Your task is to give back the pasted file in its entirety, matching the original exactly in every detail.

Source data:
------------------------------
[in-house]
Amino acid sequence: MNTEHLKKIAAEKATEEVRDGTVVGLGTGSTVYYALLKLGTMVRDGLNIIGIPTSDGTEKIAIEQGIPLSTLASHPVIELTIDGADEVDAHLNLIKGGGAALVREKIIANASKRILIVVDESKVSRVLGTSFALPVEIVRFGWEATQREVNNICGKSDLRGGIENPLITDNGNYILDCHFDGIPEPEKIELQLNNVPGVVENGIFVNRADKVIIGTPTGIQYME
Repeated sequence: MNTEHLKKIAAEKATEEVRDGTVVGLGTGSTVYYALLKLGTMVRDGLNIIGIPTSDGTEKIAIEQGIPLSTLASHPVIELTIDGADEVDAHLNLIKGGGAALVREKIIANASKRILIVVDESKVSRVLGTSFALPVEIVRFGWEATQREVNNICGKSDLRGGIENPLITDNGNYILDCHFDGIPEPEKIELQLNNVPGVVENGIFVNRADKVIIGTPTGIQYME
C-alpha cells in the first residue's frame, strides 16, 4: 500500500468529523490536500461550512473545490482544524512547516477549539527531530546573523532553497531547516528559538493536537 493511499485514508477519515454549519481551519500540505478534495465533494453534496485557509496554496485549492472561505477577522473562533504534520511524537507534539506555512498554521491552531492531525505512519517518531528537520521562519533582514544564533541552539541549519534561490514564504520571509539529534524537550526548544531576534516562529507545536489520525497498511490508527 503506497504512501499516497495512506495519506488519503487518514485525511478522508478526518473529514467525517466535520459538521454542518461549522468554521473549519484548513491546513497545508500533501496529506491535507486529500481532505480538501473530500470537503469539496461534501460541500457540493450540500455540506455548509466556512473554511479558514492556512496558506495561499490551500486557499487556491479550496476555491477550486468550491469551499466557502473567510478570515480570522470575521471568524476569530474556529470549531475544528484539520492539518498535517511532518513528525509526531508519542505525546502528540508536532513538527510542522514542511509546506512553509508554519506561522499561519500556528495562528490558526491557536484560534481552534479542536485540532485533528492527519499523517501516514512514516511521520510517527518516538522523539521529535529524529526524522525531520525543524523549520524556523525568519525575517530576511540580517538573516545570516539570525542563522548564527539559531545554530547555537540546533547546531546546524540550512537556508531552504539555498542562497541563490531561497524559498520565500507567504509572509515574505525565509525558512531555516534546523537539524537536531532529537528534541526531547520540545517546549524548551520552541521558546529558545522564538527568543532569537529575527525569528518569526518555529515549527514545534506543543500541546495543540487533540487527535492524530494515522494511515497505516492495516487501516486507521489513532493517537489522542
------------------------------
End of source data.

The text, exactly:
[in-house]
Amino acid sequence: MNTEHLKKIAAEKATEEVRDGTVVGLGTGSTVYYALLKLGTMVRDGLNIIGIPTSDGTEKIAIEQGIPLSTLASHPVIELTIDGADEVDAHLNLIKGGGAALVREKIIANASKRILIVVDESKVSRVLGTSFALPVEIVRFGWEATQREVNNICGKSDLRGGIENPLITDNGNYILDCHFDGIPEPEKIELQLNNVPGVVENGIFVNRADKVIIGTPTGIQYME
Repeated sequence: MNTEHLKKIAAEKATEEVRDGTVVGLGTGSTVYYALLKLGTMVRDGLNIIGIPTSDGTEKIAIEQGIPLSTLASHPVIELTIDGADEVDAHLNLIKGGGAALVREKIIANASKRILIVVDESKVSRVLGTSFALPVEIVRFGWEATQREVNNICGKSDLRGGIENPLITDNGNYILDCHFDGIPEPEKIELQLNNVPGVVENGIFVNRADKVIIGTPTGIQYME
C-alpha cells in the first residue's frame, strides 16, 4: 500500500468529523490536500461550512473545490482544524512547516477549539527531530546573523532553497531547516528559538493536537 493511499485514508477519515454549519481551519500540505478534495465533494453534496485557509496554496485549492472561505477577522473562533504534520511524537507534539506555512498554521491552531492531525505512519517518531528537520521562519533582514544564533541552539541549519534561490514564504520571509539529534524537550526548544531576534516562529507545536489520525497498511490508527 503506497504512501499516497495512506495519506488519503487518514485525511478522508478526518473529514467525517466535520459538521454542518461549522468554521473549519484548513491546513497545508500533501496529506491535507486529500481532505480538501473530500470537503469539496461534501460541500457540493450540500455540506455548509466556512473554511479558514492556512496558506495561499490551500486557499487556491479550496476555491477550486468550491469551499466557502473567510478570515480570522470575521471568524476569530474556529470549531475544528484539520492539518498535517511532518513528525509526531508519542505525546502528540508536532513538527510542522514542511509546506512553509508554519506561522499561519500556528495562528490558526491557536484560534481552534479542536485540532485533528492527519499523517501516514512514516511521520510517527518516538522523539521529535529524529526524522525531520525543524523549520524556523525568519525575517530576511540580517538573516545570516539570525542563522548564527539559531545554530547555537540546533547546531546546524540550512537556508531552504539555498542562497541563490531561497524559498520565500507567504509572509515574505525565509525558512531555516534546523537539524537536531532529537528534541526531547520540545517546549524548551520552541521558546529558545522564538527568543532569537529575527525569528518569526518555529515549527514545534506543543500541546495543540487533540487527535492524530494515522494511515497505516492495516487501516486507521489513532493517537489522542